To The Girl That Got Away

Subject: To The Girl That Got Away
Date: 23 Dec 2019

You’re not supposed to fall in love with your friends. If I had a child, that would be the first piece of advice I would give them when they got to dating age. Make any and every mistake possible: break some hearts and have your heart broken a few times, date someone totally wrong for you and let that seemingly perfect person go, feel bad about all that, learn from it and become a fully rounded person. But never, EVER, fall for one of your friends.

If only it were that simple…

Of course, that isn’t how it works. Falling in love is such a strange, unquantifiable event and it simply isn’t in our control. If it was, I would never have fallen for you. I wouldn’t have had to keep hanging out with you, all the while having to stop myself telling you how I felt. I wouldn’t have let our friendship quietly die because the coward’s way out seemed far preferable to the other outcome. In my head, telling you how I felt could only go one of two ways: 1) you would tell me that you didn’t feel the same, and then it would become too weird and we would never speak again, or 2) you would tell me that you did feel the same but it would be too weird because we’re friends and we wouldn’t want to ruin that so, instead, we never speak again. I chose the alternative: ignore my feelings and, ultimately, my friendship with you too, and then never speak again. Before you say it: yes, I see the irony, but I was scared and that was the only way of making it through.

Admitting it to myself was hard enough, let alone telling you

I can still pinpoint that moment when I had to accept that I didn’t feel right about you anymore. It was a sudden click, one of those instantly altering changes where everything goes from normal to un-normal. We went out to celebrate for your 21st birthday. I don’t remember how we got separated from the rest of the group, but I do remember you laughing and holding my hand as I looked into your eyes. It was like magic. Your hand in mine was electricity and I felt like I’d been switched on for the first time. When we finally found the rest of your friends again, my world had changed. It seems ridiculous doesn’t it? No words exchanged, no grand romantic gestures, just two friends doing something that any two friends could do. To this day, I still wonder whether you had the same experience in that moment. Somehow, I doubt it.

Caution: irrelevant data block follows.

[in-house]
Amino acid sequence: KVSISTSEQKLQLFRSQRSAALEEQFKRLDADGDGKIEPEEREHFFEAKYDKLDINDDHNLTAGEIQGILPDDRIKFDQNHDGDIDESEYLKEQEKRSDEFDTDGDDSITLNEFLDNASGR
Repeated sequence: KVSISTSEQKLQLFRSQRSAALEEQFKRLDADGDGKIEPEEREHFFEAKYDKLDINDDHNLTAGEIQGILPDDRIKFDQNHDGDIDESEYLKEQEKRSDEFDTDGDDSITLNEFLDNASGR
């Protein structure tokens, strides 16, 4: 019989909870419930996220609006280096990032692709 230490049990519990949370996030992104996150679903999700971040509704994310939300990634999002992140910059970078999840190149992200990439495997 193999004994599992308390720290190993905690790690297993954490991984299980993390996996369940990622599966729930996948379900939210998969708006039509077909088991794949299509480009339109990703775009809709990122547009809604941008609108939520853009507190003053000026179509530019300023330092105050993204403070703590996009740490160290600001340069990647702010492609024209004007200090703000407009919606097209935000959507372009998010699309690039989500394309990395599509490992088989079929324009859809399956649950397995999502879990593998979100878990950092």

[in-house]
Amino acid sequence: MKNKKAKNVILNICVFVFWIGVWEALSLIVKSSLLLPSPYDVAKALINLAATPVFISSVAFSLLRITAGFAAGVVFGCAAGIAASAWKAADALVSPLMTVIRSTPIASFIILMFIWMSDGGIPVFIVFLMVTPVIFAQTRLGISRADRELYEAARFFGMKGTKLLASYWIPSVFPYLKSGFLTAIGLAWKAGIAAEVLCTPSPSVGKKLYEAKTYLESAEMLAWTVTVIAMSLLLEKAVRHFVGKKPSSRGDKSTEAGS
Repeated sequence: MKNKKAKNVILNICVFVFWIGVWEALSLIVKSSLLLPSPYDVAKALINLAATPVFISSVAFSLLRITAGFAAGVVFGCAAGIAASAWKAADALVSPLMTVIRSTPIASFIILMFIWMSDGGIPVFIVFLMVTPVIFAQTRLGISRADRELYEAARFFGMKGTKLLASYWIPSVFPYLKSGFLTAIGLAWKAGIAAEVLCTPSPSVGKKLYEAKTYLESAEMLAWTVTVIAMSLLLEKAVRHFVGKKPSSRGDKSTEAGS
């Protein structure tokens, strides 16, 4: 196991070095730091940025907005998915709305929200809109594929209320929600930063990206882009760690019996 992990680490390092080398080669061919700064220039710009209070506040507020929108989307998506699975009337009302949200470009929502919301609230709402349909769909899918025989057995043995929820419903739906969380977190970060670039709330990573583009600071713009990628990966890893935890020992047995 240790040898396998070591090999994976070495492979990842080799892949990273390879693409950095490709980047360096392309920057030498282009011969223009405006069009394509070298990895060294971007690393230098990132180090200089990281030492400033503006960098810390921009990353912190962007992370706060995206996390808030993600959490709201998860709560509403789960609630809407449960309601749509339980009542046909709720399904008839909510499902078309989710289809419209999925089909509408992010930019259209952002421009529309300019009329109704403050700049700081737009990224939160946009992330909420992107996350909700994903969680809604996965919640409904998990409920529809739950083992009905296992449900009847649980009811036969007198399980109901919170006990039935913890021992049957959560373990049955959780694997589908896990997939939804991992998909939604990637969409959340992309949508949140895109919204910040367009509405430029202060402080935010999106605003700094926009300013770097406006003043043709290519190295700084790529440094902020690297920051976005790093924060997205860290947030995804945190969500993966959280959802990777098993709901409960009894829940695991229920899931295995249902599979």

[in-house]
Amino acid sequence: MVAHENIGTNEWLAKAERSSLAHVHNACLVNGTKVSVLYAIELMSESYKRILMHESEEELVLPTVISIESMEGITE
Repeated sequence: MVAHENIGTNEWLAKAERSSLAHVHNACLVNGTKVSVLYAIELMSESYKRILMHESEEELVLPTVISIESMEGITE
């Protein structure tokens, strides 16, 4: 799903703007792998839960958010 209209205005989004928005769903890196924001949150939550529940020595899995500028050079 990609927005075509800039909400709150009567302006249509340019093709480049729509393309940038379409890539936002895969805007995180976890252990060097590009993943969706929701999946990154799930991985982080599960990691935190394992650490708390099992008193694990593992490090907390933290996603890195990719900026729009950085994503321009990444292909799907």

Under the surface

I also wonder whether you noticed that I was acting differently around you after that. I didn’t mean to be if I was. I was trying to be normal, as if nothing had changed at all. For a while, I tried to pretend that nothing had. But then I would see you, and the butterflies in my stomach would rise up, trying to push out the words to tell you how I felt. Every moment became a balancing act of trying to be normal without it slipping out. My lowest point was seeing you and him happily together. I have no doubt that, had our friends known how I felt, they would have pushed me to tell you just how I felt. I guess that’s partially my fault. I’ve completely and wholeheartedly moved on, but I can still feel the point of the knife in my heart when I looked on Instagram and saw you kissing him. World-shattering, frankly. It’s the only time I’ve ever understood what people mean when they talk about feeling “weak at the knees”. I drank a lot to compensate, hoping I would forget that image. How well that went.

Letting you go

As bizarre as it sounds, I had to do the same emotional processing to move on from my feelings for you as I normally do after a break-up. I had to remind myself of why we couldn’t be together, why we would never work together and that it was better off this way. Maybe it was, maybe it wasn’t, I’ll never truly know and I’ve made my peace with that. I certainly wish I could still message you at 2am with a pointless thought, and have you reply as if it’s the most important thing in the world. God knows I miss that.